For the last week and a half, one of the main things on St. Albertans’ minds has been the sickening letter that targeted Indigenous resident Katrina Anderson and her family with racist threats.
The letter told the Anderson family to “go back to the reserve where Indians belong,” implying that they did not “want to see the kids getting hurt.” The rest of the community was outraged by this racism, and the anonymous writer was widely condemned on social media and in the press. St. Albertans have organized spontaneous block parties and donations to support the Anderson family, including a larger gathering that’s expected to happen on Oct. 28.
I’m very happy to see the reaction from my fellow residents, and I hope it will give the Anderson family all the support they need in whatever they decide to do. At the same time, I can only shake my head at the letter writer, not only for their stupidity in claiming that St. Albert isn’t a reserve, and that Indigenous people don’t belong here, but for disgracing St. Albert’s history and heritage with such a claim.
St. Albert could benefit from more people like Katrina Anderson, who’s called St. Albert home for 27 years, and the people who’ve rallied to her family’s support. It could also stand to have fewer people like the letter writer who threatened her family.
If the letter writer had actually bothered to learn anything about St. Albert’s past, they would know that St. Albert has had an Indigenous element to it from the very beginning.
When Father Albert Lacombe founded what would become St. Albert in 1861, he did so with 20 Métis farming families. With the decline in the buffalo herds that they relied on for food, many Métis were eager to learn how to farm. They were the first residents of St. Albert, and our community thrived through co-operation between them and the Francophone missionaries.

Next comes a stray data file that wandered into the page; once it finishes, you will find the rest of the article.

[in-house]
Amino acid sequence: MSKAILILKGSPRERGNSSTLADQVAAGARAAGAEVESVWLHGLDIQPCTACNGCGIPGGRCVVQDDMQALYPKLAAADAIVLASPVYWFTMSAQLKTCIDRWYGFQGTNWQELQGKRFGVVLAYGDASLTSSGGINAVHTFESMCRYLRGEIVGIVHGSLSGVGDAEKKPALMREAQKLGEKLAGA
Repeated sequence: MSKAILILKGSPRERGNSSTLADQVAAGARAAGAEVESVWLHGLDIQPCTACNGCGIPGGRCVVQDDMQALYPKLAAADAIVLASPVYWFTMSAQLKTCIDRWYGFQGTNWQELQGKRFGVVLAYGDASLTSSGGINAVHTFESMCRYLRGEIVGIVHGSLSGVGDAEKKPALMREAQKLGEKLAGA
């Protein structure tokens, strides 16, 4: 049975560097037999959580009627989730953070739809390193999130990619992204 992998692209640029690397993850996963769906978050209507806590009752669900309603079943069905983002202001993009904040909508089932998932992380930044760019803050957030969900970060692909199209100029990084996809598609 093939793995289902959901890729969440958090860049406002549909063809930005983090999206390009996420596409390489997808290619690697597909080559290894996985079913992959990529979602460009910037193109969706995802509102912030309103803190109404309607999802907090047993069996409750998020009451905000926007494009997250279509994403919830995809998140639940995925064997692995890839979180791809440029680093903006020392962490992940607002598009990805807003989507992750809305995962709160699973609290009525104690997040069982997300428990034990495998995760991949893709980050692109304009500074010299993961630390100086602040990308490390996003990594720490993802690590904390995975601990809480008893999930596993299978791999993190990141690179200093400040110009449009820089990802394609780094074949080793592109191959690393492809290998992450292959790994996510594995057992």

It’d benefit us all to look back at the history of St. Albert, Alberta and Canada and consider just how much of it was shaped by non-native settlers’ interactions with Indigenous people. Whether through large-scale negotiations like the treaties or smaller-scale co-operation like that which founded St. Albert, that history has shaped our city, province and country much more deeply than most of us realize.
It’s not a history of Indigenous people dying out and being replaced by the rest of us, even if that’s what was often expected to happen. Rather, it’s been a history of Indigenous people trying to work in co-operation with new settlers, resisting attempts to assimilate them, and at the best of times providing the mutual support that’s a Canadian ideal.
While the letter writer’s attitudes are still all too prevalent in Canada, our community’s reaction is a hopeful sign. St. Albertans have made an effort to support the Anderson family, and are making it clear that the letter writer doesn’t speak for them.
That’s showing the mutual support that Canada is supposed to be about.
Jared Milne is a St. Albert resident with a passion for Canadian history and politics.